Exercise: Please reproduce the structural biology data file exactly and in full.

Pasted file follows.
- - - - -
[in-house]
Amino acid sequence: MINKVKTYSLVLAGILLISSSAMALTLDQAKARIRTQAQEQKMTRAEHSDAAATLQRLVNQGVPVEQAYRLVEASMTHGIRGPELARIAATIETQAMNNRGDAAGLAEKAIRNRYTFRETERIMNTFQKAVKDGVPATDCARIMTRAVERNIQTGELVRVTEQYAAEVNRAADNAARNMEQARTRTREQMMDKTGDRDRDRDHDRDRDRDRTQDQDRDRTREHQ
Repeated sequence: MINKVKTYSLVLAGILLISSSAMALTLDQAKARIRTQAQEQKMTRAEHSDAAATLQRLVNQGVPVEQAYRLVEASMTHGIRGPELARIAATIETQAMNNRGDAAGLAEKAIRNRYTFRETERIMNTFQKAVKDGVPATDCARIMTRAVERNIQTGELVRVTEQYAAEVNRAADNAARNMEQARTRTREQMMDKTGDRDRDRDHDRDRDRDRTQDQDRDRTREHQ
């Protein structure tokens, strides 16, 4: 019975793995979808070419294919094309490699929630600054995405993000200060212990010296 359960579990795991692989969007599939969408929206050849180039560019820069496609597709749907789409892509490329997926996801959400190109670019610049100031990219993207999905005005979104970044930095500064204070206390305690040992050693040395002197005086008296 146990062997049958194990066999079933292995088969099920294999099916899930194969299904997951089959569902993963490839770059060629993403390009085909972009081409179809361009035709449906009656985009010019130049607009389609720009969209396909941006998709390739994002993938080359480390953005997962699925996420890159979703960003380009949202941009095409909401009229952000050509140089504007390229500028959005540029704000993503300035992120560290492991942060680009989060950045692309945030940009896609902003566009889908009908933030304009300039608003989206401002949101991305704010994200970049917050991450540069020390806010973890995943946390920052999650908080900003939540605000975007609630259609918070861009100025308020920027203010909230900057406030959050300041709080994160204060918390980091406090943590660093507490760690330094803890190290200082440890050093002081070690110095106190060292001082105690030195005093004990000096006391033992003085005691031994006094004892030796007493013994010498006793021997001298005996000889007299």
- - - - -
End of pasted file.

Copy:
[in-house]
Amino acid sequence: MINKVKTYSLVLAGILLISSSAMALTLDQAKARIRTQAQEQKMTRAEHSDAAATLQRLVNQGVPVEQAYRLVEASMTHGIRGPELARIAATIETQAMNNRGDAAGLAEKAIRNRYTFRETERIMNTFQKAVKDGVPATDCARIMTRAVERNIQTGELVRVTEQYAAEVNRAADNAARNMEQARTRTREQMMDKTGDRDRDRDHDRDRDRDRTQDQDRDRTREHQ
Repeated sequence: MINKVKTYSLVLAGILLISSSAMALTLDQAKARIRTQAQEQKMTRAEHSDAAATLQRLVNQGVPVEQAYRLVEASMTHGIRGPELARIAATIETQAMNNRGDAAGLAEKAIRNRYTFRETERIMNTFQKAVKDGVPATDCARIMTRAVERNIQTGELVRVTEQYAAEVNRAADNAARNMEQARTRTREQMMDKTGDRDRDRDHDRDRDRDRTQDQDRDRTREHQ
């Protein structure tokens, strides 16, 4: 019975793995979808070419294919094309490699929630600054995405993000200060212990010296 359960579990795991692989969007599939969408929206050849180039560019820069496609597709749907789409892509490329997926996801959400190109670019610049100031990219993207999905005005979104970044930095500064204070206390305690040992050693040395002197005086008296 146990062997049958194990066999079933292995088969099920294999099916899930194969299904997951089959569902993963490839770059060629993403390009085909972009081409179809361009035709449906009656985009010019130049607009389609720009969209396909941006998709390739994002993938080359480390953005997962699925996420890159979703960003380009949202941009095409909401009229952000050509140089504007390229500028959005540029704000993503300035992120560290492991942060680009989060950045692309945030940009896609902003566009889908009908933030304009300039608003989206401002949101991305704010994200970049917050991450540069020390806010973890995943946390920052999650908080900003939540605000975007609630259609918070861009100025308020920027203010909230900057406030959050300041709080994160204060918390980091406090943590660093507490760690330094803890190290200082440890050093002081070690110095106190060292001082105690030195005093004990000096006391033992003085005691031994006094004892030796007493013994010498006793021997001298005996000889007299």